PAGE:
Your question ignores the reality of the twelve shvatim. Each with its own personality, its own sanhedrin, in some instances a definable different pronunciation of words and according to the Arizal different nuschaos hatefila.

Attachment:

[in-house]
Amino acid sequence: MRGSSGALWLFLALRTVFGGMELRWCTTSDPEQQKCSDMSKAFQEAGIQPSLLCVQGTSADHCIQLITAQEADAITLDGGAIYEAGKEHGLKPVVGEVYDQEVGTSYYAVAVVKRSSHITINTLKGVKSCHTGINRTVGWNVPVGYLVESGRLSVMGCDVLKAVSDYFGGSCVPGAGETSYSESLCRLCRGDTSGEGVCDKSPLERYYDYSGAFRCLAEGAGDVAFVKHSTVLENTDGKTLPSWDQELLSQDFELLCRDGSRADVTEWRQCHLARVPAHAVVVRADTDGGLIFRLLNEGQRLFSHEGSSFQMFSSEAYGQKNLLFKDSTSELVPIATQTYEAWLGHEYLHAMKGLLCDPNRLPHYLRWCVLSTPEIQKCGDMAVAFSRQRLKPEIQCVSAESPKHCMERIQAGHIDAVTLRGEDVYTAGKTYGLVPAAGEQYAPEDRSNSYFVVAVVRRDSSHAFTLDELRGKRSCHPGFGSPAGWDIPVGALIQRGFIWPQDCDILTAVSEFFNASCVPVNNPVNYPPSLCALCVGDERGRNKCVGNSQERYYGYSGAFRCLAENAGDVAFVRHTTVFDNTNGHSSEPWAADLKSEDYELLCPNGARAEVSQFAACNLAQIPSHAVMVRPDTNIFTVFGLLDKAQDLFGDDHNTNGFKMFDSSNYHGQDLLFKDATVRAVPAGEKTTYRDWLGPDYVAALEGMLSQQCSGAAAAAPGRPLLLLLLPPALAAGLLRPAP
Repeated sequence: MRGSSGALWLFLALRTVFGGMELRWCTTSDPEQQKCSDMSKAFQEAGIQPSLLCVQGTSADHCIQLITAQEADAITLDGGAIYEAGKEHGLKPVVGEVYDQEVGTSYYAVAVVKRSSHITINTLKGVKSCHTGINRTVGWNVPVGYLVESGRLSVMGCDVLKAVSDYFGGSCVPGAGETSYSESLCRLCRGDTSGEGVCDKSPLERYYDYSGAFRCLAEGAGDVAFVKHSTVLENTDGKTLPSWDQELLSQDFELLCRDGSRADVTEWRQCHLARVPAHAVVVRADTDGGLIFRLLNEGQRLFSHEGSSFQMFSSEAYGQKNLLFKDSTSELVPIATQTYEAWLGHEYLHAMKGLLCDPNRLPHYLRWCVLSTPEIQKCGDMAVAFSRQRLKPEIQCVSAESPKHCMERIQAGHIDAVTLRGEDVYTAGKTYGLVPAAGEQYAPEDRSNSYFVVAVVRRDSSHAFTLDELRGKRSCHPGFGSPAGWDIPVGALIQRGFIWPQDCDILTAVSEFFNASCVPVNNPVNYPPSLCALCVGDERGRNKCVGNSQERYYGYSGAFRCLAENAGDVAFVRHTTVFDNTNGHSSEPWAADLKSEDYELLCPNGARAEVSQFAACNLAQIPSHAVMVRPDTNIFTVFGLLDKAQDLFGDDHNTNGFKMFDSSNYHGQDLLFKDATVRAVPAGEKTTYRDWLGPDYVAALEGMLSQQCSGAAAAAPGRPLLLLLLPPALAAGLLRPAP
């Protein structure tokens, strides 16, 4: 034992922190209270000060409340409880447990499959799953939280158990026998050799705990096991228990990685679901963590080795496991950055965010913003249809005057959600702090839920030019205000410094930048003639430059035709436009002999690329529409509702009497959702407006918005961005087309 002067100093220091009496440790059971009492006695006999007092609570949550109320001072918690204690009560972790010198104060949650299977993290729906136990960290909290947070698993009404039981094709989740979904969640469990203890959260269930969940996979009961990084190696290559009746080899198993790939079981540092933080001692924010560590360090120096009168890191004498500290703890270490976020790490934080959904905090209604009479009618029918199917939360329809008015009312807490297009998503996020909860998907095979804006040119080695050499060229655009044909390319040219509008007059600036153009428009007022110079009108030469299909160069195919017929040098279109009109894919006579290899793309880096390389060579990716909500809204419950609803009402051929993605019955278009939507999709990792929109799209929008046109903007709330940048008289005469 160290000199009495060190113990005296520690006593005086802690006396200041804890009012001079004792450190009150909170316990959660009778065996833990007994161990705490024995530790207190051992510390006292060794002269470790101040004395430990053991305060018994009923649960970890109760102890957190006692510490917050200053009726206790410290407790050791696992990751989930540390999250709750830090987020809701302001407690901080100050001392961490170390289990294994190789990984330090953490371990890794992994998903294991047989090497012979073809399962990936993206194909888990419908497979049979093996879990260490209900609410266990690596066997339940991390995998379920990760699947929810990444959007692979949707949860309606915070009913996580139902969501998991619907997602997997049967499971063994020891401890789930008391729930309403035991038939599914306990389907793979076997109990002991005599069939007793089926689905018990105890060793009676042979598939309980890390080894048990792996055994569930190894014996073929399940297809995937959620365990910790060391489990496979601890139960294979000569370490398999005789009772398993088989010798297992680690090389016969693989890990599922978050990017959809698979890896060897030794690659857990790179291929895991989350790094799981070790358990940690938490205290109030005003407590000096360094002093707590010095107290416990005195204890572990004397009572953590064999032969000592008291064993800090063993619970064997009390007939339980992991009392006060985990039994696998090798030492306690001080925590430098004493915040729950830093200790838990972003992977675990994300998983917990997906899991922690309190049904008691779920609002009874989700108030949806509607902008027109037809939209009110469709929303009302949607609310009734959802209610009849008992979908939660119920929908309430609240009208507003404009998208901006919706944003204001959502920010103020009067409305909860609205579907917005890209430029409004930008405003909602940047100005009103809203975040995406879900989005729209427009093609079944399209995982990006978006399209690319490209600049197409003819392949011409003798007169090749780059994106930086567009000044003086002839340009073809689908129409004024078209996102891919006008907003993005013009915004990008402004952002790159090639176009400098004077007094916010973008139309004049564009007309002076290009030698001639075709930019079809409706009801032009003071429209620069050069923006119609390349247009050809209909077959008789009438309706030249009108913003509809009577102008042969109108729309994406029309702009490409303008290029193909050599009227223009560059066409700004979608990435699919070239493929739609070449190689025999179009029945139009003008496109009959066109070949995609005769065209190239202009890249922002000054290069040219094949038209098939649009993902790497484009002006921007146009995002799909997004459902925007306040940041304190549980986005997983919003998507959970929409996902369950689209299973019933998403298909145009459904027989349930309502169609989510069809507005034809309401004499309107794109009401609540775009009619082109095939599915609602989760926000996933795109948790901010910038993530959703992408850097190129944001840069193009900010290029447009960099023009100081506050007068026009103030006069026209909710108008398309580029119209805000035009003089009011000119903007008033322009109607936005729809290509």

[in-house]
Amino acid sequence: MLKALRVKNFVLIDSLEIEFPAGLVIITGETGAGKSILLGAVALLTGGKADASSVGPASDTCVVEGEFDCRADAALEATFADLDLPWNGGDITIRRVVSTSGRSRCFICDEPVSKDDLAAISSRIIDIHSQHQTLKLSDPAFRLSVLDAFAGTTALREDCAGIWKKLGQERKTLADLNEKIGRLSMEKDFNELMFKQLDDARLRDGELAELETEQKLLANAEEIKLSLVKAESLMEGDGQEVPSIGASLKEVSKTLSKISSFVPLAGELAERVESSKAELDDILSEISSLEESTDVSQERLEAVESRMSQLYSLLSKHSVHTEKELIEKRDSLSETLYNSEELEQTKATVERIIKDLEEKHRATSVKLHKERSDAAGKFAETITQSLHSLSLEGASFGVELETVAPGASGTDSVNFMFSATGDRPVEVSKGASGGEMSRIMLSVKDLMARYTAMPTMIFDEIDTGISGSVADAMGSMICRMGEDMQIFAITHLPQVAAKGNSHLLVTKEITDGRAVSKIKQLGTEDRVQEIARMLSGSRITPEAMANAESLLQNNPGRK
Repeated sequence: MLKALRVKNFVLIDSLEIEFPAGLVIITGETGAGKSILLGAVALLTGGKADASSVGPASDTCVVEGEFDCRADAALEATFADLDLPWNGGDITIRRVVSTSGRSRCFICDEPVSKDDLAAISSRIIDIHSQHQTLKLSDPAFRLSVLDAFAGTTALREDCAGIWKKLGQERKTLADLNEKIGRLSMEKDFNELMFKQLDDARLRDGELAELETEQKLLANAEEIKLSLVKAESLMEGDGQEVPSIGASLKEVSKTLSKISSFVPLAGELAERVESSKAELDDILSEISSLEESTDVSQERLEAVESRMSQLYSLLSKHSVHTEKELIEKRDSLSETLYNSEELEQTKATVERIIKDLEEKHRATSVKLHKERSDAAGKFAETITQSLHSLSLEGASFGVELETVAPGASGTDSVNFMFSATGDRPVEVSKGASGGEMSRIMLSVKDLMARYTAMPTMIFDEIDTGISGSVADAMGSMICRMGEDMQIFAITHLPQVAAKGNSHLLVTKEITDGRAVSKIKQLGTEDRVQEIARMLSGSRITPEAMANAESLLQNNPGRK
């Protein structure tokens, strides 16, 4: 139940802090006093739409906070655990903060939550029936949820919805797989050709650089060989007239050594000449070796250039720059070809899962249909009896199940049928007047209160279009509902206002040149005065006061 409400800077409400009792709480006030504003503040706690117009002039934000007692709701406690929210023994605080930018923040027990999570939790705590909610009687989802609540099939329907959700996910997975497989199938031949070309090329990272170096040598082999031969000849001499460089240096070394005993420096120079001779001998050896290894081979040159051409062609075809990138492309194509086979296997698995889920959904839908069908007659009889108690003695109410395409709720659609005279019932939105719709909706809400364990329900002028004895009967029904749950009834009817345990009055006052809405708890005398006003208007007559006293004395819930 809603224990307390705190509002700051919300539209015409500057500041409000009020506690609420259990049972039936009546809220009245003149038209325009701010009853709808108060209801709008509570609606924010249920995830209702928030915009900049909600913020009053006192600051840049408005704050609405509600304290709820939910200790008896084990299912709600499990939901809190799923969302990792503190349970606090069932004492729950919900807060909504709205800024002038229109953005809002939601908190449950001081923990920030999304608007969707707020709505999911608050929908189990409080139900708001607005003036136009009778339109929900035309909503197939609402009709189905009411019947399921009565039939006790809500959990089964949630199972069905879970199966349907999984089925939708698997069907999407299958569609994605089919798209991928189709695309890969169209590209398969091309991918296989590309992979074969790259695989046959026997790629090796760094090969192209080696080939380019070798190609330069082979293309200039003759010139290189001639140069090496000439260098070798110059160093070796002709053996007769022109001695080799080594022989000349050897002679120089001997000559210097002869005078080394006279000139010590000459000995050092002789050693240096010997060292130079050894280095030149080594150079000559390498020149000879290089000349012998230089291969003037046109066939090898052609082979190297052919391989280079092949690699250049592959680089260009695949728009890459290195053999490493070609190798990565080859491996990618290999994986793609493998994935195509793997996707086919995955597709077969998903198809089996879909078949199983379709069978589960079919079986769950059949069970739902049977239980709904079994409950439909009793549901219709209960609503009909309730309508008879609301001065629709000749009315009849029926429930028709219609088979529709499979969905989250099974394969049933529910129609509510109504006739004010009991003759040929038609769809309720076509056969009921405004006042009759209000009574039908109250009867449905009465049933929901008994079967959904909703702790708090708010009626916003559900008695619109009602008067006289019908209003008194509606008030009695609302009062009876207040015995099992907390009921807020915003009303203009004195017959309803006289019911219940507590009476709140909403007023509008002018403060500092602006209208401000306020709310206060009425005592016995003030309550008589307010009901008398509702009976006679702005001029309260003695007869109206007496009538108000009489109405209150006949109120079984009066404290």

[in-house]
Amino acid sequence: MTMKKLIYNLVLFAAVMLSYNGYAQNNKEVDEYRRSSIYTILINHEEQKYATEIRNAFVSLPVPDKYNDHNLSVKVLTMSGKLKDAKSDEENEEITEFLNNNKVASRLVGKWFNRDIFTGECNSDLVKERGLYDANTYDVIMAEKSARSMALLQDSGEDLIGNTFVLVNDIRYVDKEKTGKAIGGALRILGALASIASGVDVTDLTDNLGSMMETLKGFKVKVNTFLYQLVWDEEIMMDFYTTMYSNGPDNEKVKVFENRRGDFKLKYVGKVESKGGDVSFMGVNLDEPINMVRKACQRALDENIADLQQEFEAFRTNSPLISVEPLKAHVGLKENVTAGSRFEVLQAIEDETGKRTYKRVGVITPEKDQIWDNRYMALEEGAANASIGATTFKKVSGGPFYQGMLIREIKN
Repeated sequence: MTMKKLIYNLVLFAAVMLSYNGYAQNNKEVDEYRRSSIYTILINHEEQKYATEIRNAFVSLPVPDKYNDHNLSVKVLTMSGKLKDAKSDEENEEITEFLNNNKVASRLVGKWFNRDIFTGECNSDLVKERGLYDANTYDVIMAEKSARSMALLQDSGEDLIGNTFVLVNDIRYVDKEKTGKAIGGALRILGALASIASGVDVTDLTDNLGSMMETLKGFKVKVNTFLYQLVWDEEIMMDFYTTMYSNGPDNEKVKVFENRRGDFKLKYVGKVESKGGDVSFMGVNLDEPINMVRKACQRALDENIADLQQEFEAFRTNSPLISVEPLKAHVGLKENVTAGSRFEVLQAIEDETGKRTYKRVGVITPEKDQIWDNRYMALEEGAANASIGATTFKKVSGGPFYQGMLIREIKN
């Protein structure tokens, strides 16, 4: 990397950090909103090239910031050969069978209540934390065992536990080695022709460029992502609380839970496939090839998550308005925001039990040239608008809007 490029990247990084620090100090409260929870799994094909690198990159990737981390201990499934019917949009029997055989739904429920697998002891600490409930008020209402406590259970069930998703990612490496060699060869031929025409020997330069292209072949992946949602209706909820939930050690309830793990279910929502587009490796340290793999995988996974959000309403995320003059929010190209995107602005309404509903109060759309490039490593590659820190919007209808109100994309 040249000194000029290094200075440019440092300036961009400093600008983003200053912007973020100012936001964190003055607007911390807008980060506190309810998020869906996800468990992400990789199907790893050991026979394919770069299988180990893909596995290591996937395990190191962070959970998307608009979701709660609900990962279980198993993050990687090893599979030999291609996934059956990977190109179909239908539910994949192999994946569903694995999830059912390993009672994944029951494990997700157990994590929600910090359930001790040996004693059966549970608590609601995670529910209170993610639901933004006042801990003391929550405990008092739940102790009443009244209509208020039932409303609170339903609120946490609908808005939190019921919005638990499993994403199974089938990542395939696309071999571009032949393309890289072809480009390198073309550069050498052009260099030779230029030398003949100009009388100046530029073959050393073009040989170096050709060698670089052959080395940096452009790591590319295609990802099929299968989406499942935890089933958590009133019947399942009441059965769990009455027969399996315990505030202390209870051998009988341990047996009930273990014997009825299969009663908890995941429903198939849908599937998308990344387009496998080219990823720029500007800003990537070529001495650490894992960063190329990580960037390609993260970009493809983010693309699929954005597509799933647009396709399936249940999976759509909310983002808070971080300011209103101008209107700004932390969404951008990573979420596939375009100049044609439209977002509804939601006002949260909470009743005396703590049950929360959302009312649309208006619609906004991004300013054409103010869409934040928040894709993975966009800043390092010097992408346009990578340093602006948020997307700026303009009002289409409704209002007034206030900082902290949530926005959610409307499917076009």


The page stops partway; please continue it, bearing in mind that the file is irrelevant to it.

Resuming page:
Having separate smaller groups is not necessarily a bad thing. I will relate a drasha I heard from one of my rebbeim in beis medrash. While at Har Sinai, the Torah describes the state of the fledgling nation as being at the apex of unity, as one man with one heart. And yet the medrash tells us that when klal yisroel saw the angels parading in separate groups, each with their own flag, Klal Yisroel requested to be separated into tribes and Hashem agreed. What happened? Isn't this disharmony in action? And the answer given was that for each person to feel special and connected to Hashem they need a clearly defined role as part of a smaller microcosm, not to feel like one drop in an endless sea of 600,000, but rather to be part of the smaller group of the tens of thousands. As long as we all recognize each other right to worship Hashem in that person's group and associated style, than diversity can be beautiful. However, as far as interaction between various groups go, most orthodox denominations will not accept a group as being part of Jewish diversity if that group ignores the basic tenets of Judaism, such as adhering to halakha. And the vast majority of orthodox groups do not actively try to convince any other orthodox group that they are soley correct, and that the other needs to change.